interlocutory application or reserves liberty to apply.(1) In some of the
English decisions where this question arose, one or the other of the following
four tests was applied.
1. Was the order made upon an application
such that a decision in favour of either party would determine the main dispute
2. Was it made upon an application upon which
the main dispute could have been decided ?
3. Does the order as made determine the
4. If the order in question is reversed,
would the action have to go on ? The first test was applied in Salaman v.
Warner(2) and Standard Discount Co. v. La Grange(3). But the reasoning in the
latter case was disapproved in A.G. v. Great Eastern Rail Co.(4). In Shutrook
v. Tufnell(5) the order did not decide the matter in the litigation but
referred it back to the arbitrator, though on the application on which it was
made, a final determination might have been made. The order was held to be
final. This was approved in Bozson v. Altrincham Urban Council( 6) by Lord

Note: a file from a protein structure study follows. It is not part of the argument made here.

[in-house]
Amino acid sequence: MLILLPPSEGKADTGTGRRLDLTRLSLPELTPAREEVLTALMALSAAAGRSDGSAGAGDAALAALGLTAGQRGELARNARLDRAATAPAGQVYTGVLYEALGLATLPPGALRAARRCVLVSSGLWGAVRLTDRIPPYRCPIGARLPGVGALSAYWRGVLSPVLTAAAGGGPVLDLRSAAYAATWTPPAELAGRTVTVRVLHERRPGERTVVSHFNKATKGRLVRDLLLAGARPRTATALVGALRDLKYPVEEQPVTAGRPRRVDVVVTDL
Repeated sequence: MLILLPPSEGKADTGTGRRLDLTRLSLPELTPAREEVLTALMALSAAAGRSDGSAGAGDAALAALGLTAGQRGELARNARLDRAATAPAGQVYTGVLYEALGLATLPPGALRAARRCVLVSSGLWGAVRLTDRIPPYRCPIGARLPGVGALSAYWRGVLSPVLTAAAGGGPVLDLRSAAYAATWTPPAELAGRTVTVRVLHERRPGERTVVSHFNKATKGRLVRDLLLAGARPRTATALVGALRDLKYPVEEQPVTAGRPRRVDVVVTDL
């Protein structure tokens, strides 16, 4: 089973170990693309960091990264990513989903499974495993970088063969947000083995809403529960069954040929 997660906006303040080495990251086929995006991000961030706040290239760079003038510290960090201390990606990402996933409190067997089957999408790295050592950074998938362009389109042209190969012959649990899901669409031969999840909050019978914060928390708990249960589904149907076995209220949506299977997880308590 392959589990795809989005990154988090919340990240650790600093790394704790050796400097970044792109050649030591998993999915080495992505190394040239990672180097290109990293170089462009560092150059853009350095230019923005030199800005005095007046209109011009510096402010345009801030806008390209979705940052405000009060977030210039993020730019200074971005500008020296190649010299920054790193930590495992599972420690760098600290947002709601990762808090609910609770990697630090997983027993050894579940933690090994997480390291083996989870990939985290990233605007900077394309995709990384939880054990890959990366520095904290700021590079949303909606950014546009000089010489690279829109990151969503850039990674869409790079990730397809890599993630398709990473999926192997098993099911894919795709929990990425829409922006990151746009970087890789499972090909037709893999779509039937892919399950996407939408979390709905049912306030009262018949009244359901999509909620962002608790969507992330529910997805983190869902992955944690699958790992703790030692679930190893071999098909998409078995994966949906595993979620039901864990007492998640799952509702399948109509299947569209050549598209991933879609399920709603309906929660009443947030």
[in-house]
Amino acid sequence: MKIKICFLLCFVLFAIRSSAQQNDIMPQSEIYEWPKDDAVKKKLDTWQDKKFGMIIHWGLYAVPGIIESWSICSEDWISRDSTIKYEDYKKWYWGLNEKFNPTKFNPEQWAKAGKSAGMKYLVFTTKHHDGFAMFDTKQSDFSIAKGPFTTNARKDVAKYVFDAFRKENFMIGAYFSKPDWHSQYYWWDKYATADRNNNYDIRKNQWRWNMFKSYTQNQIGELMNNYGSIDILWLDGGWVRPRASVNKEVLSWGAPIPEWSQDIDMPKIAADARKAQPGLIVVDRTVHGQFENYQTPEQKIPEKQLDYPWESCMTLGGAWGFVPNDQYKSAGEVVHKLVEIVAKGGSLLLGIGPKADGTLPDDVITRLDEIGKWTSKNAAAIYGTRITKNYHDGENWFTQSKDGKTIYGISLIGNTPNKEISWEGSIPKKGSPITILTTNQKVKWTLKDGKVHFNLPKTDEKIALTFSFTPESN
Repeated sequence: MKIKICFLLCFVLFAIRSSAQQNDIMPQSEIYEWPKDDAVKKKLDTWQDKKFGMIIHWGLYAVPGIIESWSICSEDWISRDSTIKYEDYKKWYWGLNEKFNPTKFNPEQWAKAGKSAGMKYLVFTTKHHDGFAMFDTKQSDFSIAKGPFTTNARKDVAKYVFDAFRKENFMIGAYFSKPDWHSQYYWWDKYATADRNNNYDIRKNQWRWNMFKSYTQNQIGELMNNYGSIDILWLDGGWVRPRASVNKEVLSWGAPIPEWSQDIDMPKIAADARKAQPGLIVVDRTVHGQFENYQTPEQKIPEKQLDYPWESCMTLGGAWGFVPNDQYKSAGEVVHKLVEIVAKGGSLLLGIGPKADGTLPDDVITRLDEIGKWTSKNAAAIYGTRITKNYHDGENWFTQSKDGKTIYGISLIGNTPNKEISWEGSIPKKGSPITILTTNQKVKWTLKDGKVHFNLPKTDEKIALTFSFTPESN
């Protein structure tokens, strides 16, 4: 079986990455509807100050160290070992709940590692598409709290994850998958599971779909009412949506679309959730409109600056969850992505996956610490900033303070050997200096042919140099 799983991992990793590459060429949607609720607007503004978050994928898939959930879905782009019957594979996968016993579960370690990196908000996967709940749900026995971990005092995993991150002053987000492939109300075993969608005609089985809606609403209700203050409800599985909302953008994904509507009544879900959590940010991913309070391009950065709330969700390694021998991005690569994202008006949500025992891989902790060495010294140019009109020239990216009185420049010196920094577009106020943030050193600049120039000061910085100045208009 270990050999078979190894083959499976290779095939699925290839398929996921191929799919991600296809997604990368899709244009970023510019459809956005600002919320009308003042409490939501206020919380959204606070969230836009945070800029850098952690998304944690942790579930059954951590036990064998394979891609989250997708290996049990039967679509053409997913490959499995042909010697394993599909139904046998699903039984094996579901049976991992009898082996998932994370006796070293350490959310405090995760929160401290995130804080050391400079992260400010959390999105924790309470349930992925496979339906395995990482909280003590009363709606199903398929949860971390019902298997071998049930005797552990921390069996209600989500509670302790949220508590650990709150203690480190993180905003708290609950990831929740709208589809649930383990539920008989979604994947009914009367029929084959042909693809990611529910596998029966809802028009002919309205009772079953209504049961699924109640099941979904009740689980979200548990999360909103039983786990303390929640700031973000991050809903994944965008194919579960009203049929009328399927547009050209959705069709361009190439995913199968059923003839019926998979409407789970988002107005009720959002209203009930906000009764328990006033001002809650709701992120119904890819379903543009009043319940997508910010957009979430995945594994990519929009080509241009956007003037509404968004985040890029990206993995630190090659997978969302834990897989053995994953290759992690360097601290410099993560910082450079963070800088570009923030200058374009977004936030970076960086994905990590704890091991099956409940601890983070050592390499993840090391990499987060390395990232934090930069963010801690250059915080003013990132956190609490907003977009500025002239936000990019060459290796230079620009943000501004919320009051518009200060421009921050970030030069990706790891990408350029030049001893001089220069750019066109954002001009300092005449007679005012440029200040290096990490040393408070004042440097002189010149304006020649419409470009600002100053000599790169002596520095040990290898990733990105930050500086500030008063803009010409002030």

Halsbury who declined to follow the dictum in Salaman v. Warner(2) and Lord
Alverstone stated the test as follows :"Does the judgment or order as made
finally dispose of the rights of the parties? This test, however, does not seem
to have been applied in A. G. v. Great Eastern Urban Council(6) where an order
made on an application for summary judgment under R.S.C. Ord. 14 refusing
unconditional leave to defend was held not to be an interlocutory order for
purposes of appeal though made on an interlocutory application. An
interlocutory order, though not conclusive of the main dispute may be
conclusive as to the sub-ordinate matter with which it deals.
(1) Halsbury'S Laws of England ( 3d Etc.)
Vol. 22, 742'743.
(2)  1 Q.B. 734. (3)  C.P.D. 67.
(4)  27 W. R. 759. (5)  9 Q.B.D. 621.
(6)  1 K.B. 547.
689 There are also a number of decisions on
the question of finality by the Privy Council and the Courts in India. In Abdul
Rehman v. D. K. Cassim & Sons(1) the test applied was that "the
finality must be a finality in relation to the suit. If after the order the
suit is still a live suit in.
which the rights of the parties have still to
be determined no appeal lies against it". And the fact that the impugned